How to Market during Covid19: Our Top 5 Tips
It’s a very unique point in time in the world’s history, to put it mildly.
Several months since the outbreak and we are still struggling to deal with a global health crisis. Problems of yester-January – such as climate change or Brexit – feel like small potatoes compared to the very clear and present danger for us all to survive, both as humans and professionally.
There is no playbook for times like these.
This month we celebrate our sixth year of being a completely virtual digital marketing agency servicing more than 48 countries worldwide.
As a thank you to all of you, we would like to share what we feel are today’s 5 guiding principles to Covid19 marketing.
TIP #1: Think Global, Post Local
While the pandemic rages on globally, it affects people locally. Yes: we all face the same crisis, but it manifests differently when it collides with different cultures.
This means that it is crucially important to consider who might be receiving your marketing message, where, and whether you can tailor your message accordingly.
When posting something on any of your socials, you will never know who from your global community may or may not see it. This is of course true even pre-Covid19. Differently today is the disparity among how communities around the world are coping with the crisis.
Do your followers still have jobs? Are they receiving proper healthcare treatment? Will their children be attending schools? The answers to these fundamental human rights issues may be vastly different depending on where you are delivering your marketing message.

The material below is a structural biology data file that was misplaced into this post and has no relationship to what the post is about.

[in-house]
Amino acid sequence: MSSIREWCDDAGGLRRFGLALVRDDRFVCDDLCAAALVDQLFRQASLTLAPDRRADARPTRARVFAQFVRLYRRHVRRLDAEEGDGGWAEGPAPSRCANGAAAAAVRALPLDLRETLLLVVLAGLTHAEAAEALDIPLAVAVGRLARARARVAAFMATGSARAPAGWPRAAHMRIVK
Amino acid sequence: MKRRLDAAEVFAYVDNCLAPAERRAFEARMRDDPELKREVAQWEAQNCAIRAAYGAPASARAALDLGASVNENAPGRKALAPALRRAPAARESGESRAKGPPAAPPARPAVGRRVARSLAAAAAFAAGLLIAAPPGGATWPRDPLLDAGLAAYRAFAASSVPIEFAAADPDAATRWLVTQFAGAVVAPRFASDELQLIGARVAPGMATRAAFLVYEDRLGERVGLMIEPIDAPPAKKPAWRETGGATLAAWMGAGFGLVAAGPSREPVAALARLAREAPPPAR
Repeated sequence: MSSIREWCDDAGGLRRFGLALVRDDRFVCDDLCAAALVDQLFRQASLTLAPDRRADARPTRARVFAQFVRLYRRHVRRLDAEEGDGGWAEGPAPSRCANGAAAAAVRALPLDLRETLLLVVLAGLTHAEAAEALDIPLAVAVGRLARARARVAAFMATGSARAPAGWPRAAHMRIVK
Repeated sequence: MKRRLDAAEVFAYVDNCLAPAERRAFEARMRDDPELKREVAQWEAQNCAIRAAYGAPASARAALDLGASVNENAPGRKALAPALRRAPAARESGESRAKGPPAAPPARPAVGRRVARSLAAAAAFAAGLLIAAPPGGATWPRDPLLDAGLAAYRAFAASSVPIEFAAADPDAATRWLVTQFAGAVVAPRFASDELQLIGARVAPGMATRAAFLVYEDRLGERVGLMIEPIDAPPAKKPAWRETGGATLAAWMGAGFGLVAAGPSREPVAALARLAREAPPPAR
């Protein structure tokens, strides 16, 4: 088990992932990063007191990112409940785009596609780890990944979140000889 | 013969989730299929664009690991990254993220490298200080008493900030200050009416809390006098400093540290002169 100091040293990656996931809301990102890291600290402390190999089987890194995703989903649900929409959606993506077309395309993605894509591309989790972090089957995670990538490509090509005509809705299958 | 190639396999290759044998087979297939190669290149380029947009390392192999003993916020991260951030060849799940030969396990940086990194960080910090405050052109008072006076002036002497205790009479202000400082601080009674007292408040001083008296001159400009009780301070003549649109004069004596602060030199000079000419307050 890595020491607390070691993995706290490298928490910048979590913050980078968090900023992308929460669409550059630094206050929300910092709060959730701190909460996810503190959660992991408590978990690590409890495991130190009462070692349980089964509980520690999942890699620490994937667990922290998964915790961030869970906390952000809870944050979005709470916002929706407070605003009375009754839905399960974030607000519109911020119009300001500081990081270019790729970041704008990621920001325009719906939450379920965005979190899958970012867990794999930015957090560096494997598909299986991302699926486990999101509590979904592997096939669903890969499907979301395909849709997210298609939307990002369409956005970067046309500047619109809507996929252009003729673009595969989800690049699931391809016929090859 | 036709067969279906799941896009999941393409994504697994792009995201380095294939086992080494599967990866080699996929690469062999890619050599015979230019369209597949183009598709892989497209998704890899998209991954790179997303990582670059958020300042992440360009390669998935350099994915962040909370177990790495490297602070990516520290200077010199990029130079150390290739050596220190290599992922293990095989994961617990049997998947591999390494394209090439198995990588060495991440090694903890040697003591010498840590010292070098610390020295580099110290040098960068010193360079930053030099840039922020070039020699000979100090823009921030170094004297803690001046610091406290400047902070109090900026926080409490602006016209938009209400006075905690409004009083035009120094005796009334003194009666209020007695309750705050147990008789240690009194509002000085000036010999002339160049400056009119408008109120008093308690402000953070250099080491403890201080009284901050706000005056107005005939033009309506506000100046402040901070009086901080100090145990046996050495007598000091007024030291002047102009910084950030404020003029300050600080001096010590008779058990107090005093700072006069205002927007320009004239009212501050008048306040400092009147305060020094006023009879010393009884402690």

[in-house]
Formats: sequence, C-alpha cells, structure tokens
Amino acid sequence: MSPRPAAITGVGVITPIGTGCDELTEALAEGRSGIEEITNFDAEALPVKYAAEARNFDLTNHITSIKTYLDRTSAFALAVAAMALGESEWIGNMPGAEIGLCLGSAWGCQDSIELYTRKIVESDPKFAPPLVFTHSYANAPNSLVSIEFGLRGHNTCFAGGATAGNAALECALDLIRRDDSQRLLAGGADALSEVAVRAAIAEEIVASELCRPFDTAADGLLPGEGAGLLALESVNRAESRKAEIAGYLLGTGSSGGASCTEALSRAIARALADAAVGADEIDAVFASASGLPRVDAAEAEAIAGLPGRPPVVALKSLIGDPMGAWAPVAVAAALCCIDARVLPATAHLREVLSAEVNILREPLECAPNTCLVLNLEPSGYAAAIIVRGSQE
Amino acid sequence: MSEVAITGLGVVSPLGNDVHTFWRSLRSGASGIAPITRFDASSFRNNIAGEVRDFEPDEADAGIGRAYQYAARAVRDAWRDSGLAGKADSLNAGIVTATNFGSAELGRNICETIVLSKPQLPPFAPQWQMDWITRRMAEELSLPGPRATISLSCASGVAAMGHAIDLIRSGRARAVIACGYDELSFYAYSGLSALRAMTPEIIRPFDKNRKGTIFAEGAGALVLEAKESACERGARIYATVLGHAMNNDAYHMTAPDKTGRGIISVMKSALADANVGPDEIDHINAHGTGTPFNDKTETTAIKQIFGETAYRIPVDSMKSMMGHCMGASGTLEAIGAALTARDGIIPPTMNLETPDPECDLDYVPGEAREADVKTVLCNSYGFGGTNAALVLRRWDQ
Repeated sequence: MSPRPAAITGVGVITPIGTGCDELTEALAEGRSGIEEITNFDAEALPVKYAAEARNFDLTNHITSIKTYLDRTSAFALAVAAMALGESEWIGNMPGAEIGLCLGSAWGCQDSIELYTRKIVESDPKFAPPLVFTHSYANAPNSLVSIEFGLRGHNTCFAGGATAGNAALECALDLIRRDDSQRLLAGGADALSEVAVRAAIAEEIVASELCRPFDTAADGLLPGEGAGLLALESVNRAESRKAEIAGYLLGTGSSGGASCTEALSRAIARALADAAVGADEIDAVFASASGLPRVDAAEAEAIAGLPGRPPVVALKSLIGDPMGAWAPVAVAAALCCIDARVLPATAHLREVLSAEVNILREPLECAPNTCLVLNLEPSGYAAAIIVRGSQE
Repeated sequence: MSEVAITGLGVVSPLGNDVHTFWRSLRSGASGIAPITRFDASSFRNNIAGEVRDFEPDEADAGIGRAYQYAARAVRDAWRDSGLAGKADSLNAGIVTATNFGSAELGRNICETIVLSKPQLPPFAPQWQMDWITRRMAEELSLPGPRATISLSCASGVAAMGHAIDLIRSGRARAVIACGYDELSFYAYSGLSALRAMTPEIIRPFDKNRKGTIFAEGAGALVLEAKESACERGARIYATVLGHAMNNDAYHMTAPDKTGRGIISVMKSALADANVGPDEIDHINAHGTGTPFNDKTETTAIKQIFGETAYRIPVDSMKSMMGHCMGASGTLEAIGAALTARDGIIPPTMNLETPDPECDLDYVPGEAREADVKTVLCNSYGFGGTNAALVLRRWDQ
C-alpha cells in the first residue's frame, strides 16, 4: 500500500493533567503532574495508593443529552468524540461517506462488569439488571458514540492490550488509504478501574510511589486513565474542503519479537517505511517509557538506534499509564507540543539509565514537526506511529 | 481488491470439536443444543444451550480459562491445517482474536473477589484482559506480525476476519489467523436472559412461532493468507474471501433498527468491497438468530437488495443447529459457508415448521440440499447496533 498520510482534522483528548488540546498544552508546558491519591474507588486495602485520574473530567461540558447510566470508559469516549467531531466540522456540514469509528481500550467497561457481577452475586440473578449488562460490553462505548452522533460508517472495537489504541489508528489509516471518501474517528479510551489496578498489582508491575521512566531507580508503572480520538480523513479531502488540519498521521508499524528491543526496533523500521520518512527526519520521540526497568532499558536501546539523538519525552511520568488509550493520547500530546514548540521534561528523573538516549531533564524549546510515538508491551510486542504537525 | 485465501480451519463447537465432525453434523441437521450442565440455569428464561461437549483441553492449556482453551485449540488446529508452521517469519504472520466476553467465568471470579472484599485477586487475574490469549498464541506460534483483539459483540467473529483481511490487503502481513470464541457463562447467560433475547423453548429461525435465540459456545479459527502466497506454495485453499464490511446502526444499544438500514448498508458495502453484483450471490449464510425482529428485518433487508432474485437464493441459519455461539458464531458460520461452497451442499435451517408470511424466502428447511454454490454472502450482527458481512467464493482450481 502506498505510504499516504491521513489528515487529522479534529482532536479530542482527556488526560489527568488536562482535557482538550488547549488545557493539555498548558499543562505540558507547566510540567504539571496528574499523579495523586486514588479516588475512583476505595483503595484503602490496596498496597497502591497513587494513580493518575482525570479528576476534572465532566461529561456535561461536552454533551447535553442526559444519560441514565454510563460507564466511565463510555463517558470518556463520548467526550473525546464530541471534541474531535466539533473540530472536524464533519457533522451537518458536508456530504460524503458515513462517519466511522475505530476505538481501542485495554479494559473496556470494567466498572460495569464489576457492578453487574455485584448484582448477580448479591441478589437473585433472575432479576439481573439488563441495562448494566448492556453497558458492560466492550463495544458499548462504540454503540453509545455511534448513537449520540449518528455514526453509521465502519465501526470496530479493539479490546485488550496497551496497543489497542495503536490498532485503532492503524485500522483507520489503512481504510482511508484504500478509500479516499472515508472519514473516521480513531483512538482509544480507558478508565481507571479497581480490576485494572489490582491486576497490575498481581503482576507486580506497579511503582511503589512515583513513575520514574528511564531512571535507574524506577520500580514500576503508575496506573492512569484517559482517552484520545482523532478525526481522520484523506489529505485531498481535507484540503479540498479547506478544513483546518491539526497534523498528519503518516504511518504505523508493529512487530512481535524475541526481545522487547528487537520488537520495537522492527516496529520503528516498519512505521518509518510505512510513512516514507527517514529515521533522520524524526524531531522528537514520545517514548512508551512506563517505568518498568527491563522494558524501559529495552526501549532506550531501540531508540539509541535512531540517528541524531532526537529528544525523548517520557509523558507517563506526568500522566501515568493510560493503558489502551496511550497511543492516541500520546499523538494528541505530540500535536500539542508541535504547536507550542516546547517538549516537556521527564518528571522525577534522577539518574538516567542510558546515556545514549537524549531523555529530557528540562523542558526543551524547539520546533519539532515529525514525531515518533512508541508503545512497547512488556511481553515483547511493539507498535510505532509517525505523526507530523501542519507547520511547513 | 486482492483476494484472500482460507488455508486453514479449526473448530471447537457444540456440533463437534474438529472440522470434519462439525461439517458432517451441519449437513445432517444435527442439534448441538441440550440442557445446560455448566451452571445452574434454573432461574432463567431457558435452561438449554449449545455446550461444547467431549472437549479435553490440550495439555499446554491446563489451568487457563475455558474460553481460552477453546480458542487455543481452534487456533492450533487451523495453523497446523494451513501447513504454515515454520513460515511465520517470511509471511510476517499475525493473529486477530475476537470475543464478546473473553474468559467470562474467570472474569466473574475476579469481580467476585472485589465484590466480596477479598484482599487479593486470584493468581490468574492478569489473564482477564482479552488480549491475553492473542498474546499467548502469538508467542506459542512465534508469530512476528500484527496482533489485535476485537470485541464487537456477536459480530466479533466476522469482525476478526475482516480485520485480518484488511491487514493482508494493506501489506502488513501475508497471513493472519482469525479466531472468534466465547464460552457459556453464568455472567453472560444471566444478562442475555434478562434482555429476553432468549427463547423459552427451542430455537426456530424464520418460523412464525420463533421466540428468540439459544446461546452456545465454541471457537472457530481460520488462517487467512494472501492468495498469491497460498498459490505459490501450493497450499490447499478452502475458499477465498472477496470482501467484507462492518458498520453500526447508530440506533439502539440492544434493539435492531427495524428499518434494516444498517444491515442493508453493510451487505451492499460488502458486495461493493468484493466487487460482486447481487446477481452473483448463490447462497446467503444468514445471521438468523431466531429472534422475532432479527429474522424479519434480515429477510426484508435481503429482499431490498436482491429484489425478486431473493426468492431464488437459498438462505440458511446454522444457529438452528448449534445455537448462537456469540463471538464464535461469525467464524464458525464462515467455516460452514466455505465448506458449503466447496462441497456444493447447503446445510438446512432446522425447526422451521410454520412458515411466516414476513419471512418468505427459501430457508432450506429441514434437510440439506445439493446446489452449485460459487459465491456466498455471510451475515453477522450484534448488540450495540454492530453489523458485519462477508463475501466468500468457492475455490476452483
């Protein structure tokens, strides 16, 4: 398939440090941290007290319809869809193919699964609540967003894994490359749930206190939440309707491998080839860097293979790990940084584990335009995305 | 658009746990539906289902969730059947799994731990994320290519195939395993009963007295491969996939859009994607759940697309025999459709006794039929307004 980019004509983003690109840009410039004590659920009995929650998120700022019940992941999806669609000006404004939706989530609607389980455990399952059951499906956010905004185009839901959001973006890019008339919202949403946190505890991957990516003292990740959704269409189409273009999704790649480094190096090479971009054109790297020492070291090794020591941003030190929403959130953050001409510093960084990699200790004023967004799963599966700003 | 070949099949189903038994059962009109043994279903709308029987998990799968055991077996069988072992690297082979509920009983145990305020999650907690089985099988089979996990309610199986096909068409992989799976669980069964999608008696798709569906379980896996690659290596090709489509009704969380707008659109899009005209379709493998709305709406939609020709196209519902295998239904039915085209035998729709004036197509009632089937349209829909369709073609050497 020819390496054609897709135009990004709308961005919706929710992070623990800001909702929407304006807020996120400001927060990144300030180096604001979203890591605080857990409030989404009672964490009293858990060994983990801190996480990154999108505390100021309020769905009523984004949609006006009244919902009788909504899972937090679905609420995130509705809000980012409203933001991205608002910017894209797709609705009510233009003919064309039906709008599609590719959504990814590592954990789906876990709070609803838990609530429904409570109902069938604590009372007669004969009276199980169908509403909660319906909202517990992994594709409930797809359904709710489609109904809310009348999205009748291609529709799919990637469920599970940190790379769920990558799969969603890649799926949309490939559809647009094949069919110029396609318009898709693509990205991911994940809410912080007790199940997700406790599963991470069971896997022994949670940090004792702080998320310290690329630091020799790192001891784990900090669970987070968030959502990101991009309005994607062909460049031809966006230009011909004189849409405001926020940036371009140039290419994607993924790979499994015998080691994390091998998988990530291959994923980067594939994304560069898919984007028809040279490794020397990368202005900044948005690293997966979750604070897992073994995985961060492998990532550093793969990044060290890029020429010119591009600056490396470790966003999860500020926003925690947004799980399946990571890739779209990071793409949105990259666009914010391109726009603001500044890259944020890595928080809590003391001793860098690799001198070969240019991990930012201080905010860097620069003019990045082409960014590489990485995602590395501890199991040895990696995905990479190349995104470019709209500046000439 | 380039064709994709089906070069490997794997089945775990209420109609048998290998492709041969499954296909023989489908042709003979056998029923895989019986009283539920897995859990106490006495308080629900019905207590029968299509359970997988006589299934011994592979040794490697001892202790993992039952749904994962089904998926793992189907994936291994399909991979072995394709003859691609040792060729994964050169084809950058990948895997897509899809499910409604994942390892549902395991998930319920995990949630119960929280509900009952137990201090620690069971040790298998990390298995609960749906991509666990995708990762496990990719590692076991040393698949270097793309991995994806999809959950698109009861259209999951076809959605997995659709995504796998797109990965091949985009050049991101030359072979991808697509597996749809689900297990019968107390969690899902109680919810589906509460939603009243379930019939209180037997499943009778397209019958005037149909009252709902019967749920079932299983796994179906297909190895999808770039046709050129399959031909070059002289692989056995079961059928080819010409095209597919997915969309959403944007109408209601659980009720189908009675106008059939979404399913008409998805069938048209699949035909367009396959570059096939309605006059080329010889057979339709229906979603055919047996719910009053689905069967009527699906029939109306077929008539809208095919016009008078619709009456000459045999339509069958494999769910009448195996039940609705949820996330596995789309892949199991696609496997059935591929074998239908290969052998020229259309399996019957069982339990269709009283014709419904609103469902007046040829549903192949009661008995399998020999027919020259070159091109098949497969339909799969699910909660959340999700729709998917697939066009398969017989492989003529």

Be sensitive. Be thoughtful.
Apple released a new iPad Pro and MacBook Air in March 2020 when many local economies were simply not coping with the pandemic. At the time of the launch, its California-based headquarters were in the middle of a shelter-in-place zone with many tech-workers working from home, and they had plans to shut down hundreds of its retail stores worldwide.
Many media outlets commented on the optics of releasing a premium tech product while vulnerable communities struggle to sustain livelihoods.
TIP #2: Timing is Everything
The one constant about this crisis is that nothing is constant. Remember when they told us not to wear masks? When it changed from being ok to have 10, 15 or 20 people in your home within the same month? Or that it was ok to put a recent vacation photo as your Zoom background? (Don’t do it).
The point is: we as a planet have been learning as we are going. We are constantly adapting to the information that is out there, no matter how contradicting or how quickly it changes.
As a result, whenever we post an ad, we are constantly asking ourselves, “Is this right for this moment?”
If the answer is yes, then we are gold. At least for a short while. Until we re-analyze again.
If the answer is no, then we pivot. And we pivot fast.
How do we find out? We look at our reporting, and then we look at it again. We aren’t afraid to get into the weeds and really understand a customer’s experience. We take things to a very personal, granule level to really understand the customer experience and ensure it is where we want it to be.
The goal? To post something that is relevant and tasteful.
This on-point, inspiring tweet was retweeted nearly 40k times, including by Nike’s brand ambassadors Cristiano Ronaldo, Michael Jordan, and LeBron James. Simple, effective, and a good accompaniment to the US$15 million the company donated towards COVID-19 efforts.
of high success campaigns feature an emotional hook
TIP #3: Don’t Worry, Be Helpy